I have lived in Park City all of my life and I have yet to find a reason to feel anything other than proud of where I live. I am surrounded by beauty, blessed with exemplary teachers at a public school, and kept within a "bubble" that is without large-scale crime and gang violence. Until recent events, I have never once been ashamed of where I lived.

On Wednesday, December 5 at the Park City Ice Arena, the student section was in uproar over a fight that had transpired on the ice moments before. The crowd began screaming obscenities that were mixed with vulgarity and blatant sexual comments, all of this over a high school student who threw an elbow at a high school hockey game. I hid my face in shame as my peers continued their "ruckus," which could have lead to a penalty against the Miners.

The embarrassment continued when following the game a mother of the opposing team approached one of the students, warning him to stay away from her son. If that were not enough, when the player himself exited the locker room, he was greeted with a mocking maniacal chant of his number. Shoving and shouting ensued from both the parents of the child and the students themselves, which was quickly broken up. For the second time that night, I was embarrassed by the actions of a number of Park City High School students.

I may be one of few who still believes that a school's pride and reputation is procured by the student's ability to show maturity, inclusion, and respect in not only the school setting, but also in the eye of the public. As I listened to Timpanogos players and parents leaving the ice arena infuriated by our conduct and telling us to be shameful of our actions, my only thought was how we had tainted our longstanding reputation.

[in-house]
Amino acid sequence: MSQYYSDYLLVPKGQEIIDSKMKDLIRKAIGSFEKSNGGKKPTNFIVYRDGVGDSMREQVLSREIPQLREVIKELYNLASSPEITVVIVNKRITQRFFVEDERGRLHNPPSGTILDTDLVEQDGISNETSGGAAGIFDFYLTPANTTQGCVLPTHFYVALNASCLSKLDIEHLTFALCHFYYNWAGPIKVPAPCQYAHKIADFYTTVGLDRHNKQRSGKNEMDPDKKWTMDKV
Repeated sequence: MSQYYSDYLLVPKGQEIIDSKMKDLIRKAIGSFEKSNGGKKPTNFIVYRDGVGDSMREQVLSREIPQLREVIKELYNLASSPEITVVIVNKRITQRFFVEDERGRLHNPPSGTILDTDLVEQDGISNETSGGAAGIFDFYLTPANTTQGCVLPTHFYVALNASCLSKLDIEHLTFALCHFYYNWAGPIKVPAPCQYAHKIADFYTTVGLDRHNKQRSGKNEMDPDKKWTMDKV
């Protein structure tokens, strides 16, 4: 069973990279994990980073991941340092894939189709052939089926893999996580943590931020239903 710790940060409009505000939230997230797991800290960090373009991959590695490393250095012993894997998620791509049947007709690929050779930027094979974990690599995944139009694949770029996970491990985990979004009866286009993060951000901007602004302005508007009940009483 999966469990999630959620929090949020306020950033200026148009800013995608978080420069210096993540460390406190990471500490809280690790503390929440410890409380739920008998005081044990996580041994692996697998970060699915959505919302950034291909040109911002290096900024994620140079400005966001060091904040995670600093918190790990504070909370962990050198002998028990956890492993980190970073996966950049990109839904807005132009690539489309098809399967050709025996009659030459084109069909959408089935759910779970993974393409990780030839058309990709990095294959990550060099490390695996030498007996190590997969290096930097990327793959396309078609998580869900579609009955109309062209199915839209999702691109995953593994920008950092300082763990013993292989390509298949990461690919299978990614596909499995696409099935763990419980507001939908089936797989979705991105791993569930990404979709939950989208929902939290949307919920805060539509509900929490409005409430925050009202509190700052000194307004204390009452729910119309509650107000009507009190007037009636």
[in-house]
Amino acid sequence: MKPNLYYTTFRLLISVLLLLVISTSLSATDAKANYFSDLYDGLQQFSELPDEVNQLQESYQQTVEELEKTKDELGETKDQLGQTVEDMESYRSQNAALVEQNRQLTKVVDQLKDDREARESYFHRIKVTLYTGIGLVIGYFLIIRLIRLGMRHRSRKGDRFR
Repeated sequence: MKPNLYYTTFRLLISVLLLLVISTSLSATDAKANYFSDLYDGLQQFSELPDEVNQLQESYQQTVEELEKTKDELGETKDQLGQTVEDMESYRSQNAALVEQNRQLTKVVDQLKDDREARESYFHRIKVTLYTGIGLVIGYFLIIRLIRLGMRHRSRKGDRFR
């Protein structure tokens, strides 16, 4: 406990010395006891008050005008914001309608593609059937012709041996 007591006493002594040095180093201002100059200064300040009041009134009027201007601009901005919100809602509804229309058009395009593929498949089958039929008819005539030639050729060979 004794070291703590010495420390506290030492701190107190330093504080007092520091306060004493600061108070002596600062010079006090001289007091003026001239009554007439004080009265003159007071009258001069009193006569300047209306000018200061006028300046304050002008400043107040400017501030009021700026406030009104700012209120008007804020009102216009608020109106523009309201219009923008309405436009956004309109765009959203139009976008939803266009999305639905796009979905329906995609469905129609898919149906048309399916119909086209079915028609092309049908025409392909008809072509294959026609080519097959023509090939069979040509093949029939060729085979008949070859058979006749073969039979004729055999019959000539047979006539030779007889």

We are teenagers, not animals. This was not a professional hockey game, but a high school hockey game in Park City, Utah, which is no place to defile others and, as a student, I am disappointed in the actions of my peers. As a Park City High School senior, the real world is approaching fast and I could only imagine if such behavior transcended beyond the stands. Our adolescence is a time to create our identity, not to create inconsiderate subordinates who show little respect for others.

I would like to formally apologize to the Timpanogos hockey team, parents, and fans. We acted irrationally and with disrespect that unfortunately made Park City High School appear disdainful.

I would hate to see Park City further defined by continued critical stereotypes, but I have seen the source of these negative images. Being supportive and rowdy at sporting events is tolerated and expected, but the moment we as students lose our civility, we have crossed the line.

E.J. Elliott is a senior at Park City High School.